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Posts Tagged ‘target audiences’

In a few weeks I will start in a new role.  This time around, my job title will be Audience Development Manager.

Oddly enough, although my past, current and future responsibilities are largely the same (interpretation), I’ve never had the same job title twice.  What troubles me about this is that even within our profession we’re undermining that well-established term, interpretation.

Now, when I say ‘well established’, I don’t mean well established in the vocabulary of non-interpreters.  This is an oft-repeated argument in favour of ditching the term: others don’t know what it is and therefore we should no longer use it.  But do you know what Nephrology is? Probably not. And yet, when there is something wrong with your kidneys you’ll soon find out, or someone will explain it to you.  I see nothing wrong with interpretation professionals doing the same.

I’m also a little bit worried about the implications of some of the suggestions that have been put forward by interpreters themselves.  ‘Visitor Experience Specialist’ seems to be a favourite these days.  People often argue that it is good because it expresses more than ‘leaflets and panels’.  However, if anyone thinks 21st century interpretation is only about leaflets and panels, then the issue doesn’t lie with the term ‘interpretation’ but with their knowledge of it.

I think the temptation here lies in the word ‘experience’.  Yes, 21st century interpretation should provide an experience.  But to speak of the outcomes of interpretation as the visitor experience is quite naïve, I’m afraid.  And it also sabotages our profession.

Let me explain.  I find it naïve because visitors’ experiences with and of a site do not begin and end with interpretation.  I won’t repeat here what you will be well aware of – let’s just say, remember Maslow’s hierarchy of needs.  Any site manager will tell you that the whole, rather than the interpretive part, creates the visitor experience, and this doesn’t start at the site’s gates either.  Do I think that interpreters should have an input in marketing and the development of the catering menu?  Absolutely.  At my site, I actively encourage the whole team, from gardener to cleaner to cook, to contribute to everything that happens on site.  That to me is visitor experience management.  So if this title is due to anyone, it is due to site managers: those that keep track of the whole.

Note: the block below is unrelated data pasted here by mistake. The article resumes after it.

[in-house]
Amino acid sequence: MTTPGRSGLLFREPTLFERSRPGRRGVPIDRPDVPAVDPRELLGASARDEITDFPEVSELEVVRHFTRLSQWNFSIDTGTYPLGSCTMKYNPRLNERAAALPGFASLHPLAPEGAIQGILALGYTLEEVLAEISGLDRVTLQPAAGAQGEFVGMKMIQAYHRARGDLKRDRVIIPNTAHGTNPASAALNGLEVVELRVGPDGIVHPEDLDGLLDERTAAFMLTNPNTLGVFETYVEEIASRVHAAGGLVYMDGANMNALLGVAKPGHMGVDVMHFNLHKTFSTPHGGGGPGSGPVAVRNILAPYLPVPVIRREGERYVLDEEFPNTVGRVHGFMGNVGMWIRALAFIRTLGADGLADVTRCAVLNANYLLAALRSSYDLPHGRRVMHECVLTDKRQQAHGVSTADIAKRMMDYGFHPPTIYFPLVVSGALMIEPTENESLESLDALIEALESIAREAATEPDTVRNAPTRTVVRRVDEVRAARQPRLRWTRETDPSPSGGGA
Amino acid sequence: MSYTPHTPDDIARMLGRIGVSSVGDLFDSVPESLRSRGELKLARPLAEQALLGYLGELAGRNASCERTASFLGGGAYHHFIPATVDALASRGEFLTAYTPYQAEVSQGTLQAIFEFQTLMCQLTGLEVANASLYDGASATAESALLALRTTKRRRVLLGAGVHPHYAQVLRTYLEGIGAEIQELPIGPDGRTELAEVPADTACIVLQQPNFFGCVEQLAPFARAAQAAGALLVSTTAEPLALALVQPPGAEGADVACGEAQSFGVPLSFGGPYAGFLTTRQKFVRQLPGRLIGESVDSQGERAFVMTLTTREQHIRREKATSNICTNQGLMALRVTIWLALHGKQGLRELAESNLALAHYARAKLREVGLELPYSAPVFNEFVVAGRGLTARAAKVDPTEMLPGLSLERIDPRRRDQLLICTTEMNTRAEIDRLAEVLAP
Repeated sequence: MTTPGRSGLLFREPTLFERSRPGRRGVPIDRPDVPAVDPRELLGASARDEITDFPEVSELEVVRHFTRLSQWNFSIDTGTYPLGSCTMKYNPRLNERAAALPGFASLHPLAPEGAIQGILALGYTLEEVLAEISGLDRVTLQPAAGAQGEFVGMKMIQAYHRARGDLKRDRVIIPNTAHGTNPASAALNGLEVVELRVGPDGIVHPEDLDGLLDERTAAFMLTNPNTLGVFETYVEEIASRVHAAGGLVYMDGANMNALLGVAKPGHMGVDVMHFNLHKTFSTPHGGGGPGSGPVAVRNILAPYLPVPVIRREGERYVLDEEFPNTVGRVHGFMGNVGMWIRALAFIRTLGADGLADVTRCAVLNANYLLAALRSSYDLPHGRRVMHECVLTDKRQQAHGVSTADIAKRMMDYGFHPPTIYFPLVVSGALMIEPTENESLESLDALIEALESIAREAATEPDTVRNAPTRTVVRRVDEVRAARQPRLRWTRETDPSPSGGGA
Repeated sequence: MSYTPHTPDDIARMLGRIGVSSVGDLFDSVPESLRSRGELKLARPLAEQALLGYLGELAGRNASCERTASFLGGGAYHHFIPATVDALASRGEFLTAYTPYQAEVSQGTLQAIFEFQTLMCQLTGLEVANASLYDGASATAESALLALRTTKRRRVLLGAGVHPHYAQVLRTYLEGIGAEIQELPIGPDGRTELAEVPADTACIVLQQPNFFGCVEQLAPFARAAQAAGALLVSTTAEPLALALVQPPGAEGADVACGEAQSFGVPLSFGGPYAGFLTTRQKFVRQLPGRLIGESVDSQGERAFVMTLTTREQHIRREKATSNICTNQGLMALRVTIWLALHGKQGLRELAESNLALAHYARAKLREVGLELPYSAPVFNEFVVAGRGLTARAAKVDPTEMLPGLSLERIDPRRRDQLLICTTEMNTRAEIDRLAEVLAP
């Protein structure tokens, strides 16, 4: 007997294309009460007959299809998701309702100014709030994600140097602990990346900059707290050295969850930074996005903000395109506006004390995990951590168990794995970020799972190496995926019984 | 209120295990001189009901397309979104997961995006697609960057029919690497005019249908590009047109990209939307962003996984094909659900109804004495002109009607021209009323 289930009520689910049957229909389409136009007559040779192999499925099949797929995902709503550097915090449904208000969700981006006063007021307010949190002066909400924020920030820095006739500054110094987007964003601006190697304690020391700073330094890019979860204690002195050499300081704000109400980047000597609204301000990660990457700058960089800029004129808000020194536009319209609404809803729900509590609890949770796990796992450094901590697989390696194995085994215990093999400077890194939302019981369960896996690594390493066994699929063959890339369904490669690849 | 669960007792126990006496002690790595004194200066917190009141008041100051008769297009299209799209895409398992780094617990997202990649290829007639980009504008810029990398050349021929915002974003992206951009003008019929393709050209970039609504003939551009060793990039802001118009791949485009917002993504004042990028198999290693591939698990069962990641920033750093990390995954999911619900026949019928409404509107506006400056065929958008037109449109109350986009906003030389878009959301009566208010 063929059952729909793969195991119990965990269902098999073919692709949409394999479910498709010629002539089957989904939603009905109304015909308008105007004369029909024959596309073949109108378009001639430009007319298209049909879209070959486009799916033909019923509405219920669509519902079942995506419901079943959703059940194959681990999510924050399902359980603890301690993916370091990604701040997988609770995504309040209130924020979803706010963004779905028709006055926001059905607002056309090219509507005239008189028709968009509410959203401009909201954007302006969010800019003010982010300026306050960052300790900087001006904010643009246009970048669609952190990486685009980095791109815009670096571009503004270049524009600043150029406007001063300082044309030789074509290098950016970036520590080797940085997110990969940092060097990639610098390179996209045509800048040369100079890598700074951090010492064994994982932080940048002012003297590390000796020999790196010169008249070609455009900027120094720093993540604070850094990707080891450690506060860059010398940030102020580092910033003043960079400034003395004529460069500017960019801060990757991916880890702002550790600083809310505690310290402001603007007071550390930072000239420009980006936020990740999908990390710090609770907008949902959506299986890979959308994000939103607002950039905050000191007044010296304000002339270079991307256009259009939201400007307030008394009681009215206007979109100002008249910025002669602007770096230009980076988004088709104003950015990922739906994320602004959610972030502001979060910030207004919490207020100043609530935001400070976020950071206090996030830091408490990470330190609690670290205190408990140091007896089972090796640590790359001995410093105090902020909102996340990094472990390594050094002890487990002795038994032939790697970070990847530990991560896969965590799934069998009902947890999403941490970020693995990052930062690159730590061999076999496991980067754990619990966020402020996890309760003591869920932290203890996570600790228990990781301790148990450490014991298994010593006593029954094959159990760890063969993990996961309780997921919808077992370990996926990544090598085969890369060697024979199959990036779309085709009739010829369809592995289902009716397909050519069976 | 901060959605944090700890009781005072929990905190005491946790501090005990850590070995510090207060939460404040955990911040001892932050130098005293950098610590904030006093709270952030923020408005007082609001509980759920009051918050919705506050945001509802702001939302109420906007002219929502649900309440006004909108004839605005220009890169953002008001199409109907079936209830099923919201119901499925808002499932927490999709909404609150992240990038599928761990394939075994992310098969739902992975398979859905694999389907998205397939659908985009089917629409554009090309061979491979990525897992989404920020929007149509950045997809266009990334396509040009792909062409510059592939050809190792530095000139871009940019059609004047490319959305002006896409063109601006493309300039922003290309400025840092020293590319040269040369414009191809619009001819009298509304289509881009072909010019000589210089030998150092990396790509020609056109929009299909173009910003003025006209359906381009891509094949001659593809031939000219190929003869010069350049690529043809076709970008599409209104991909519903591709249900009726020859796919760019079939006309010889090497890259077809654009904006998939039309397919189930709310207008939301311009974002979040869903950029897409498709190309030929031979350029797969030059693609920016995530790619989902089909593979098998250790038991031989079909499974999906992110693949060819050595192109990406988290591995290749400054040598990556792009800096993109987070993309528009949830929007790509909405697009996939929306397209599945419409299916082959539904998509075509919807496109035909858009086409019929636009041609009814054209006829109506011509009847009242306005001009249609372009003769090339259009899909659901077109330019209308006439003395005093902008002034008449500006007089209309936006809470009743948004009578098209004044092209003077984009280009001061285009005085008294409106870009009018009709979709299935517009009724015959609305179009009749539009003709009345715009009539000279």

Of course, if interpreters themselves seek to claim the title of ‘Visitor Experience Specialist’ then we’re basically saying that in reality, we’re not specialists at all, but generalists doing all of the above.  In a way, this understanding of interpretation is what underpins my current job description.  And consequently, I have found my time divided between many different things, only a fraction of which is actually interpretation.  To be perfectly honest, I think the overall visitor experience has suffered for it – because I’ve not had enough time to actually fully develop the interpretation of the site.  And this is why I think promoting the Visitor Experience terminology above ‘Interpretation’ is sabotaging our profession.  It tells organisations that they don’t actually need someone dedicated to and trained specifically in interpretation.

There’s something else that troubles me about suggesting we call interpretation ‘visitor experience’.  In my mind, 21st century interpretation is no longer just about ‘visitors’, or tourists.  As I’ve written elsewhere, to me this focus on visitors is expressive of a lack of critical engagement with the concept of heritage.  Interpretation is very much about engaging with stakeholders, local and further away, and heritage communities.  To exclude these stakeholders is to demote interpretation to a mere tourism tool.